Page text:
Chemo terrain. That’s how I describe it. I’m not complaining, just describing the landscape. Imagine the move The Martian. You’re with your crew and focused. Then they leave and you’re left in an alien world, but communicating with them and on an entirely different diet of survival in what seems like a barren planet—your soul isolated in your body.
The world has taken off without me.
So there I am in a different gravity. I’m down on this dry dust of chemicals and trying to get up, and this heavy syrupy atmosphere is pressing down on me, sometimes slowing my movements, making my legs heavier and my feet are sinking into the ground and the soil dresses against it and squeezes, making them throb and ache. Then my inside churn and feel like a combination of gas, constipation, and indigestions. This isn’t all the time, but it comes in unwanted waves. The crotch feels pressurized and gurgling pangs, then aches, as if you suddenly have to go the bathroom immediately (but I don’t have to),. And sometimes this is counter-punched by a clenching vertigo in my head, as if you stand up too quickly and lose your balance. I c n feel every little vibration of coldness in the air in the evening or early morning, and my fingertips burn with a sharpening numbness and piercing electric splinters.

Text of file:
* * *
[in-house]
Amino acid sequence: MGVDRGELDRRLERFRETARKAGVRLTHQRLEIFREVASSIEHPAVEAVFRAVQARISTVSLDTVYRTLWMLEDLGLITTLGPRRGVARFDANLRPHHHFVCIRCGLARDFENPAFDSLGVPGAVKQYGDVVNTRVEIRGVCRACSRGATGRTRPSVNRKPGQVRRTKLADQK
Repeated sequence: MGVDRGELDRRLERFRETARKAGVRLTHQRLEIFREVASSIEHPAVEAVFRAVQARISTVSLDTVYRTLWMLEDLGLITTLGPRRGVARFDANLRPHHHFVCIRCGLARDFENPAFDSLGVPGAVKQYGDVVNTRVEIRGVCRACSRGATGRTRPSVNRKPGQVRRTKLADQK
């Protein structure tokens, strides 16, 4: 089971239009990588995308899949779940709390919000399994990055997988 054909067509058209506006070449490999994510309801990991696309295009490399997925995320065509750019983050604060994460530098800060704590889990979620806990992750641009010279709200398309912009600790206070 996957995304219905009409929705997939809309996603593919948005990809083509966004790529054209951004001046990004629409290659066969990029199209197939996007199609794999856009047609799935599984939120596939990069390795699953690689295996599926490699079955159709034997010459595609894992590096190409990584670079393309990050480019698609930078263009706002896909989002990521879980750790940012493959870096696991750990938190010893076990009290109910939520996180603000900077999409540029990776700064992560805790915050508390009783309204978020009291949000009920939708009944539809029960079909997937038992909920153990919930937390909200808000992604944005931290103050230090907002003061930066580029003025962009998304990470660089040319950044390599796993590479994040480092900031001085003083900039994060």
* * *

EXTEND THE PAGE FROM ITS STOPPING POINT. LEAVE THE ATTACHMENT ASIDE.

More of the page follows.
Then someone asks me, “How are you?”
“I’m fine, no complaints.”
My body and cancer are in a slurry being digested by the chemowirl . Somehow this is healing. I can only hope cancer is experiencing this on a higher level
I’m grateful I have an alternative,
Yeah, they call these side effects: so is walking into a revolving propeller blade.